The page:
afternoon, but I thought I should not wait. Let me first execute
your bidding and then come for my __prasad__. I may be a
To whom could he be going to return that money? into what fresh
entanglement was the poor boy rushing? O miserable woman, you
can only send him off like an arrow, but not recall him if you
miss your aim.
I should have declared at once that I was at the bottom of this
robbery. But women live on the trust of their surroundings - this
is their whole world. If once it is out that this trust has been
secretly betrayed, their place in their world is lost. They have
then to stand upon the fragments of the thing they have broken,
and its jagged edges keep on wounding them at every turn. To sin
is easy enough, but to make up for it is above all difficult for
For some time past all easy approaches for communion with my
husband have been closed to me. How then could I burst on him
with this stupendous news? He was very late in coming for his
meal today - nearly two o'clock. He was absent-minded and hardly
touched any food. I had lost even the right to press him to take
a little more. I had to avert my face to wipe away my tears.
I wanted so badly to say to him: "Do come into our room and rest
awhile; you look so tired." I had just cleared my throat with a
little cough, when a servant hurried in to say that the Police
Inspector had brought Panchu up to the palace. My husband, with
the shadow on his face deepened, left his meal unfinished and
A little later the Bara Rani appeared. "Why did you not send me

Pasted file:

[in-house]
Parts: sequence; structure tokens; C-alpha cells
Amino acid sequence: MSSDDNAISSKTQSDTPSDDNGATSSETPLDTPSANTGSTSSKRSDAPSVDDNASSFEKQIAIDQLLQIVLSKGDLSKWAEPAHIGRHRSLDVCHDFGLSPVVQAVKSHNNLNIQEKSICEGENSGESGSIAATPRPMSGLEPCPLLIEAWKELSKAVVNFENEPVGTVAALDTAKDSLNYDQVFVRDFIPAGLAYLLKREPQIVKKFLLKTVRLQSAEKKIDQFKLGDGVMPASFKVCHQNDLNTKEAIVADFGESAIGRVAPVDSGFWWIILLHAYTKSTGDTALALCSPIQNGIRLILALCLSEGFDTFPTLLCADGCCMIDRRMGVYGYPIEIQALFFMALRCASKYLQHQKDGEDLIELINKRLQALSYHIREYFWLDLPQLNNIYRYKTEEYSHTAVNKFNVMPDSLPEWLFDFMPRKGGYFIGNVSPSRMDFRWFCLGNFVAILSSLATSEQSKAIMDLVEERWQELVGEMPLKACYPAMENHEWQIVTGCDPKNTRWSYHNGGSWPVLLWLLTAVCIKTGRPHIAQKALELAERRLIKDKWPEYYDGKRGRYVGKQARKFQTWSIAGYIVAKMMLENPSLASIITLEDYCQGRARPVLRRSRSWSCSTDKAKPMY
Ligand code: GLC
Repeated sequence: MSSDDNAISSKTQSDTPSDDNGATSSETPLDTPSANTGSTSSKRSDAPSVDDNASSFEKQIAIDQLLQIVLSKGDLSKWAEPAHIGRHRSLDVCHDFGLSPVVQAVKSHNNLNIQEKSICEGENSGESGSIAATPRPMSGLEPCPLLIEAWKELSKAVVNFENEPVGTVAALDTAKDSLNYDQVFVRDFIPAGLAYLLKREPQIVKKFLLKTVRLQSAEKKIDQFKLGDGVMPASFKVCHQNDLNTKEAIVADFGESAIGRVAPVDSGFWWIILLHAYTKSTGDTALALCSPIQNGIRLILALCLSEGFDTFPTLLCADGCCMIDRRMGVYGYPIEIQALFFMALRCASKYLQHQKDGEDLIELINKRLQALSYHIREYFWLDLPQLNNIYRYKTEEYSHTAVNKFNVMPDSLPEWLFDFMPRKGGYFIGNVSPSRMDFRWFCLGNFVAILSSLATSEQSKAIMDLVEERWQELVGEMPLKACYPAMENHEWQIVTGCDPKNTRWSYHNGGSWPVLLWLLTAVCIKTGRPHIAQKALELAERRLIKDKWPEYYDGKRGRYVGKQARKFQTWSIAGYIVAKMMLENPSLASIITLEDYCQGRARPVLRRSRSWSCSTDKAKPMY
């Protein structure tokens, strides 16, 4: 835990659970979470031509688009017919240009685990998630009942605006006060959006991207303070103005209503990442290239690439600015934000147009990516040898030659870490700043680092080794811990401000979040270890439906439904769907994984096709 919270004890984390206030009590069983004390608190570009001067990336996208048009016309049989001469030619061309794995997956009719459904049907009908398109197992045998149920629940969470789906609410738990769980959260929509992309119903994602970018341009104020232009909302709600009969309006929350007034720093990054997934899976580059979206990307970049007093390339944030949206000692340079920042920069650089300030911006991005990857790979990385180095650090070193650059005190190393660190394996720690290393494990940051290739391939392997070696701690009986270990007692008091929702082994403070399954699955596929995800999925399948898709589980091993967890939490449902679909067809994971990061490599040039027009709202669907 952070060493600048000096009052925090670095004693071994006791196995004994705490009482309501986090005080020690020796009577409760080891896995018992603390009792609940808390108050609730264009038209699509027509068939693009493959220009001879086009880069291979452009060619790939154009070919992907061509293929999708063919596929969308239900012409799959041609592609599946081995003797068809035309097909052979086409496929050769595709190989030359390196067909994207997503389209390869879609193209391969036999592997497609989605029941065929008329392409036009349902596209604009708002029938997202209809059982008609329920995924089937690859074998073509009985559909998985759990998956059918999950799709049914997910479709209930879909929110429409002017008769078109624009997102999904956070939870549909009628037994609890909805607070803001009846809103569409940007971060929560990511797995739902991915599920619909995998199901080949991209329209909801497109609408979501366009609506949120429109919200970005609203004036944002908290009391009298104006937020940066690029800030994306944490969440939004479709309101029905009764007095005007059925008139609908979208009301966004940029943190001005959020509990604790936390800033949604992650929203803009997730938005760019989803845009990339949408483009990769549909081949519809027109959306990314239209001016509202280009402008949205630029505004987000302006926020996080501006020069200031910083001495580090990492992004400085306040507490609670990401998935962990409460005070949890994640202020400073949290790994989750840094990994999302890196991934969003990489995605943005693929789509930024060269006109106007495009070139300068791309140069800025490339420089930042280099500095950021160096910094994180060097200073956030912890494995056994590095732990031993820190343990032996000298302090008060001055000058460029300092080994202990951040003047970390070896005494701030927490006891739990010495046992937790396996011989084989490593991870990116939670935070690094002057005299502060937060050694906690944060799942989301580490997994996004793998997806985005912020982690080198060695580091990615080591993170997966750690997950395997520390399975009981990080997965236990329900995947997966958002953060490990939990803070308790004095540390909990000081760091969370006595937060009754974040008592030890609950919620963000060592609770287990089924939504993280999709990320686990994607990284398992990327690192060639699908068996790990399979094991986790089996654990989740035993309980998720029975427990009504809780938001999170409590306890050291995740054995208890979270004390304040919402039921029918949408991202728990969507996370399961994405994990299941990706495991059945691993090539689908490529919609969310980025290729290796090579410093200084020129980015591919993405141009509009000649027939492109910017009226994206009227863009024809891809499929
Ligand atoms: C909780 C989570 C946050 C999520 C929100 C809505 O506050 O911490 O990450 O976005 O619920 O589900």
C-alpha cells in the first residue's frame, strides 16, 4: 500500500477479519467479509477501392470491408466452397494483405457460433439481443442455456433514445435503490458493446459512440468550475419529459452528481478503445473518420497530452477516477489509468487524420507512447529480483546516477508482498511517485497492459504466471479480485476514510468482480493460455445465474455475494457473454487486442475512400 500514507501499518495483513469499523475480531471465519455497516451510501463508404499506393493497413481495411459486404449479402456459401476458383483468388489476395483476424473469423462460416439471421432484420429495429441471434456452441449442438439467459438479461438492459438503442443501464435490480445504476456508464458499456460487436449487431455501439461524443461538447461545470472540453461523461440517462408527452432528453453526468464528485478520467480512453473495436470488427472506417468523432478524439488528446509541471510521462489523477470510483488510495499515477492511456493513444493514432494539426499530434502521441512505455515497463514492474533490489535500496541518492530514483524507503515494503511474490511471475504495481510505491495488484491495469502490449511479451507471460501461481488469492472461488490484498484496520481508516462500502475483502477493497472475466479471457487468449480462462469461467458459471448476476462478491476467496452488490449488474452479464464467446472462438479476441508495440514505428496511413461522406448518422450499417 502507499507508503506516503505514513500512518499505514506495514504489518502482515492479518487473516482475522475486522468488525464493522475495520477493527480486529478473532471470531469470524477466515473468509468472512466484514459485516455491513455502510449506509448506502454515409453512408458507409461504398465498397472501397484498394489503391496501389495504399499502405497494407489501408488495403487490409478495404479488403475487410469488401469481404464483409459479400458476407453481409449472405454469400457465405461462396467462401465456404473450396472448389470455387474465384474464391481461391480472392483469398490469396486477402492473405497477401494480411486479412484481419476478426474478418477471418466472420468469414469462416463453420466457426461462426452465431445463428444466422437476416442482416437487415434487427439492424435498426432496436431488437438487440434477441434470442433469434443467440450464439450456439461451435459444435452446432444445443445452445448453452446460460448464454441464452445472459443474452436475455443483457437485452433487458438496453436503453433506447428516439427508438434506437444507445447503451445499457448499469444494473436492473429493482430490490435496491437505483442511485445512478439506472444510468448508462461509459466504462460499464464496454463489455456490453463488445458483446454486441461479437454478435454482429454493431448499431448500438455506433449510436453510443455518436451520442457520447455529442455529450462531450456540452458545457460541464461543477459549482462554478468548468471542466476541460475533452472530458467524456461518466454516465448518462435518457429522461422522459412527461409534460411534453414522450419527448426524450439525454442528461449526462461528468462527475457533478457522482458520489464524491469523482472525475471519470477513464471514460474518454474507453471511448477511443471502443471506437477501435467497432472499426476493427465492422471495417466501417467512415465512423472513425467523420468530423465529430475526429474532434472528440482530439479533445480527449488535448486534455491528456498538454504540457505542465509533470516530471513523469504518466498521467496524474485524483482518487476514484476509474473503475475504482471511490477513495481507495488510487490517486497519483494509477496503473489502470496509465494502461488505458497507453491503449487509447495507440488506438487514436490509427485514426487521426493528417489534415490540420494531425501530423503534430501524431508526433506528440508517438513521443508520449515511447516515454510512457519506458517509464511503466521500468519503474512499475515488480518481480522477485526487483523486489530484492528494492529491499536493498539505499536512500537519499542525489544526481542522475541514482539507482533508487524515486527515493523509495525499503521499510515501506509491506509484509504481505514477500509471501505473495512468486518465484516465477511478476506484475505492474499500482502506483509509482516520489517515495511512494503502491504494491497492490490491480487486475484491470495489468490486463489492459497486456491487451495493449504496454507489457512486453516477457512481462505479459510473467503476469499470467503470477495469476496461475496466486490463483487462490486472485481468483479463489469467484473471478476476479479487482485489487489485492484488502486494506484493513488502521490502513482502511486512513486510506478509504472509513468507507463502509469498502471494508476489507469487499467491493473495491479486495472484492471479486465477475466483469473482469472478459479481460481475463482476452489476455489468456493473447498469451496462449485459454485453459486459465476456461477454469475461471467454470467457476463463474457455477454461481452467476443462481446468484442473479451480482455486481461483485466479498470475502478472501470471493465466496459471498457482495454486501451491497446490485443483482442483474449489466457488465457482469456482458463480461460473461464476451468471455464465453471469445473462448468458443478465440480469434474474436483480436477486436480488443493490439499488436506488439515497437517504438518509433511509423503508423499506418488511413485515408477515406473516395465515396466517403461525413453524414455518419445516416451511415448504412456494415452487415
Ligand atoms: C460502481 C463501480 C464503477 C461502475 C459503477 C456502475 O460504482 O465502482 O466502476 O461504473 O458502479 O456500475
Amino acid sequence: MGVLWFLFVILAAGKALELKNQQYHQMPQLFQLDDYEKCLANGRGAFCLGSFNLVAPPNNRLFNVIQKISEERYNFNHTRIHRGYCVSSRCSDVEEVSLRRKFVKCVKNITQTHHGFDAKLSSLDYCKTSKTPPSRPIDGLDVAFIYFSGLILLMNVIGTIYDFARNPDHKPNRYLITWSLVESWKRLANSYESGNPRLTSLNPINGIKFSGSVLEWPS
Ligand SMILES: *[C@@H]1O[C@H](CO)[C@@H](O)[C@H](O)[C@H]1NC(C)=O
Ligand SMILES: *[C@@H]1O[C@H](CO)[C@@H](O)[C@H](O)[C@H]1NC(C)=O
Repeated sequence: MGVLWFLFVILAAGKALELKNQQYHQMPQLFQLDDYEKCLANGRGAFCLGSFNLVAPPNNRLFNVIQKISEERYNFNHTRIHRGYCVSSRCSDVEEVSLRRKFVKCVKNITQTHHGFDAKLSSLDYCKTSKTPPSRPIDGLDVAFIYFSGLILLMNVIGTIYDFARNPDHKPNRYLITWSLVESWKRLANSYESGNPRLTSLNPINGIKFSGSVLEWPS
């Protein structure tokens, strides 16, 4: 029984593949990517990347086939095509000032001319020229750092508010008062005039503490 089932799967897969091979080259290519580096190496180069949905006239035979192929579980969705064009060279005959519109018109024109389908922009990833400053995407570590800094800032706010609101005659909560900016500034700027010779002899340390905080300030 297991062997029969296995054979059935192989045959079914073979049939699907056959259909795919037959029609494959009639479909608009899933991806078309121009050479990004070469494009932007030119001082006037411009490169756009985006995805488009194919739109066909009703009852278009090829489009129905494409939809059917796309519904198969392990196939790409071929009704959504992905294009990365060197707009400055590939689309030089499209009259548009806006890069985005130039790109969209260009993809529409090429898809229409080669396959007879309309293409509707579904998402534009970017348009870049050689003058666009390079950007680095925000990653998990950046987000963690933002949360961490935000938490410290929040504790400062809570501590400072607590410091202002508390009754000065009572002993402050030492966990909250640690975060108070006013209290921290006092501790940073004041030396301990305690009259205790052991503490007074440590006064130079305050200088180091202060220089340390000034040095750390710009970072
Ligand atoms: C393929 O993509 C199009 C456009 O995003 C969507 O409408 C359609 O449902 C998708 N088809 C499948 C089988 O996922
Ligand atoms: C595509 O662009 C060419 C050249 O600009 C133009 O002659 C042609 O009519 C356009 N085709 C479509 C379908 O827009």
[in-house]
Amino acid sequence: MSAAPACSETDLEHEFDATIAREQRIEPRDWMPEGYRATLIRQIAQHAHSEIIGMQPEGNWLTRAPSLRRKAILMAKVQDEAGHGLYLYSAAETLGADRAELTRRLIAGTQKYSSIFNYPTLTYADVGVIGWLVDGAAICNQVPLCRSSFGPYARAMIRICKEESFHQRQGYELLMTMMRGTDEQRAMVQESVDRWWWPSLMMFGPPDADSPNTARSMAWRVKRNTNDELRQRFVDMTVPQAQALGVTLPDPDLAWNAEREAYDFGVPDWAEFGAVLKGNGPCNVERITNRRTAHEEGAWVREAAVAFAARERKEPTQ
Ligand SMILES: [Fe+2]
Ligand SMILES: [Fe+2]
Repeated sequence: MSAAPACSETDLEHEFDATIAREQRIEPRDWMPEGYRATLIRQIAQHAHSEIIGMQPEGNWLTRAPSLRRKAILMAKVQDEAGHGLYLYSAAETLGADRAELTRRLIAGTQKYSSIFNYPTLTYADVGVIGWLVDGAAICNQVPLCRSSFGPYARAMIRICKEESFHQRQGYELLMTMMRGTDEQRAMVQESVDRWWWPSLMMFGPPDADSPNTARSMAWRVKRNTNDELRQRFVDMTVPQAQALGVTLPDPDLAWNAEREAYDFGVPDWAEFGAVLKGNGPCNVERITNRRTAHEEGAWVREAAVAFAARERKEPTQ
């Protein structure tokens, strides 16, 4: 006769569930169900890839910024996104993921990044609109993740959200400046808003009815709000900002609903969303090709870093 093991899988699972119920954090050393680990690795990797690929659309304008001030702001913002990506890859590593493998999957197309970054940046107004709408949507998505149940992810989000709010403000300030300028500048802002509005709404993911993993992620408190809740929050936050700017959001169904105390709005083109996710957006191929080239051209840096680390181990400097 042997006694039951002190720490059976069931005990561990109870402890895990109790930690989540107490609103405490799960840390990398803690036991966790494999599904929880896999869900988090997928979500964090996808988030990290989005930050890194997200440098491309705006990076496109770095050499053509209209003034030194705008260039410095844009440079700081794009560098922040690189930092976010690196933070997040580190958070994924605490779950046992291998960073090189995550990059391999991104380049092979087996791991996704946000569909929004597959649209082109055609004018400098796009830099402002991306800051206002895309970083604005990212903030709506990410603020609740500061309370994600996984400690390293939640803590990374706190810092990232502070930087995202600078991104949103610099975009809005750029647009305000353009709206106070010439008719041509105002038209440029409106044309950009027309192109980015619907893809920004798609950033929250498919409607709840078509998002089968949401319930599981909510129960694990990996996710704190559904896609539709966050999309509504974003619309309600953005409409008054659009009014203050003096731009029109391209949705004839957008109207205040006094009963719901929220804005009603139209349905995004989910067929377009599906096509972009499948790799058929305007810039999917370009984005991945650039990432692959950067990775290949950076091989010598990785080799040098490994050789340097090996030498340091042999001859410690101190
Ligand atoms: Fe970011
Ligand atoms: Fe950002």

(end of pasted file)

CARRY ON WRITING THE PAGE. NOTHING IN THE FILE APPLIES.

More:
word when Brother Nikhil came in?" she complained. "As he was
late I thought I might as well finish my bath in the meantime.
However did he manage to get through his meal so soon?"
"Why, did you want him for anything?"
"What is this about both of you going off to Calcutta tomorrow?
All I can say is, I am not going to be left here alone. I should
get startled out of my life at every sound, with all these
dacoits about. Is it quite settled about your going tomorrow?"
"Yes," said I, though I had only just now heard it; and though,
moreover, I was not at all sure that before tomorrow our history
might not take such a turn as to make it all one whether we went
or stayed. After that, what our home, our life would be like,
was utterly beyond my ken - it seemed so misty and phantom-like.
In a very few hours now my unseen fate would become visible. Was
there no one who could keep on postponing the flight of these
hours, from day to day, and so make them long enough for me to
set things right, so far as lay in my power? The time during
which the seed lies underground is long - so long indeed that one
forgets that there is any danger of its sprouting. But once its
shoot shows up above the surface, it grows and grows so fast,
there is no time to cover it up, neither with skirt, nor body,
nor even life itself.
I will try to think of it no more, but sit quiet - passive and
callous - let the crash come when it may. By the day after
tomorrow all will be over - publicity, laughter, bewailing,
questions, explanations - everything.
But I cannot forget the face of Amulya - beautiful, radiant with
devotion. He did not wait, despairing, for the blow of fate to
fall, but rushed into the thick of danger. In my misery I do him
reverence. He is my boy-god. Under the pretext of his
playfulness he took from me the weight of my burden. He would
save me by taking the punishment meant for me on his own head.
But how am Ito bear this terrible mercy of my God?
Oh, my child, my child, I do you reverence. Little brother mine,
I do you reverence. Pure are you, beautiful are you, I do you
reverence. May you come to my arms, in the next birth, as my own
child - that is my prayer.
- - -
29. Any dainties to be offered ceremonially should be made by the
lady of the house herself. [Trans.].
Rumour became busy on every side. The police were continually in
and out. The servants of the house were in a great flurry.
Khema, my maid, came up to me and said: "Oh, Rani Mother! for